Unique Cubanisms Project Brings Global Cuban Artist to Kansas City

In March, Cuban artist Michel Mirabal visited Kansas City through the Cuban cultural project Cubanisms, spending several weeks working and exhibiting in the studio of Peregrine Honig. (photo by Jim Barcus)

In 2014, Cuban artist Michel Mirabal received a call from then President Barack Obama. Thinking it must be a prank, Mirabal hung up the phone three times before finally accepting the call. President Obama asked Mirabal to create a special piece to commemorate the establishment of diplomatic relations between Cuba and the United States. The result was a collection of handprints, dipped in red, white and blue paint. The prints were from the hands of Cuban and American individuals, including both Barack and Michelle Obama. They were layered, dripping down on one another, making it impossible to tell where one ended and the other began. Eight years after that diplomatic venture to use art as a bridge between countries, Mirabal found himself in Kansas City doing the same.

Mirabal made his way to Kansas City through the cultural project Cubanisms, which connects Cuba and the United States through trips, music and art. The project was founded in 2016 by spouses Dálida T. Pupo Barrios of Cuba and Michael McClintock of the U.S. When Pupo Barrios moved to the United States, she was struck by misconceptions in the way Americans view Cubans and vice versa. McClintock has deep connections to Cuba through his music, including playing the native Cuban instrument, the tres. Cubanisms was born out of their love for both cultures and their desire to break barriers. Pupo Barrios explained, “I thought that organizing the trips to visit Cubans, not a touristic trip, but a soul-to-soul cultural connecting trip, was the best way to get to know each other.” On these trips, groups from Kansas City visited Mirabal’s studio and gallery, Finca Calunga, and three of his pieces made their way into Kansas City collections.

In early March of this year, Mirabal arrived in Kansas City with his wife, Dania Pérez, and director of Finca Calunga, Iria Alba. Kansas City artist Peregrine Honig generously opened her studio space to Mirabal, covering her walls in his red, white and blue paintings with oval flower petals repeating and overlapping into familiar forms, including the Cuban and American flags. Piercing through the petals are golden spikes of barbed wire. In certain pieces these sharp wires are more pronounced, while in others they are buried beneath delicate flowers. Mirabal focuses on the truth that some moments hold more beauty than others. Honig added, “The really amazing thing about this artist is he has this ability to bring struggle and beauty together in one place.”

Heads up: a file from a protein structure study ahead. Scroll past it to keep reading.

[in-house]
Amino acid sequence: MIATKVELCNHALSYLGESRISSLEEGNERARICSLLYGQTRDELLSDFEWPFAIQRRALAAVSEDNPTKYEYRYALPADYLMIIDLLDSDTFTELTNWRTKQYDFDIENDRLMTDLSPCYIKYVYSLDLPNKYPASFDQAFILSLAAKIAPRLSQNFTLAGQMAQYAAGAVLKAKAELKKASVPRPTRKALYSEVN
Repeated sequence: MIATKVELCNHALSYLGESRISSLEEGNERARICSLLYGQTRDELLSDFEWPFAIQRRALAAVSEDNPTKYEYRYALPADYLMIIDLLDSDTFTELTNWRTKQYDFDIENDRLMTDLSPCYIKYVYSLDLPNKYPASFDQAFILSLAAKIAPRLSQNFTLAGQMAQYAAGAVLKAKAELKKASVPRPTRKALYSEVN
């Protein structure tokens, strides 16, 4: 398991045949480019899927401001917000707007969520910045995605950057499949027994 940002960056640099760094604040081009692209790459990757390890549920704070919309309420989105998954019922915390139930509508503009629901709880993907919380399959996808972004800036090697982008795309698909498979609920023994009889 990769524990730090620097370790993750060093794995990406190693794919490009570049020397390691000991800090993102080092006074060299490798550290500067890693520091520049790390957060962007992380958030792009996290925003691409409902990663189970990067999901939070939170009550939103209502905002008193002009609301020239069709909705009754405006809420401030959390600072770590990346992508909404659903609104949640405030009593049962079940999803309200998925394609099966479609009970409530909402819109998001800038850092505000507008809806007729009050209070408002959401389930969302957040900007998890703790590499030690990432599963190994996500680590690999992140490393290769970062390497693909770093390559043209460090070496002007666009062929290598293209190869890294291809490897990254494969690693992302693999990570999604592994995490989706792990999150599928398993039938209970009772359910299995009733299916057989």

Mirabal will exhibit works he created during his Kansas City visit in an exhibit at the Kansas City Museum, opening June 16. (photo by Steve Paul)

Though he is from a marginalized neighborhood in Cuba, Mirabal has grown into a global artist with patrons such as former President Barack Obama, King Mohammed VI of Morocco and former President Donald Trump. He cares deeply for the world around him as well as the one he came from, saying, “My deepest desire is becoming an international artist by creating work from Cuba, uplifting my nationality and my roots.” Portions of the proceeds from his artwork fund youth outreach at his gallery, Finca Calunga. Mirabal’s trip to Kansas City would not have been possible without Cubanisms, Honig and many generous sponsors. His work will also be featured at Kansas City Museum this summer.

For more information about Cubanisms and Michel Mirabal, visit www.cubanisms.org/cuban-artist-

Emily Spradling

Emily Spradling is an adult English-language instructor, freelance writer and founding member of the arts/advocacy organization, No Divide KC. She is particularly interested in the intersections of art, culture and LGBTQ+ issues.

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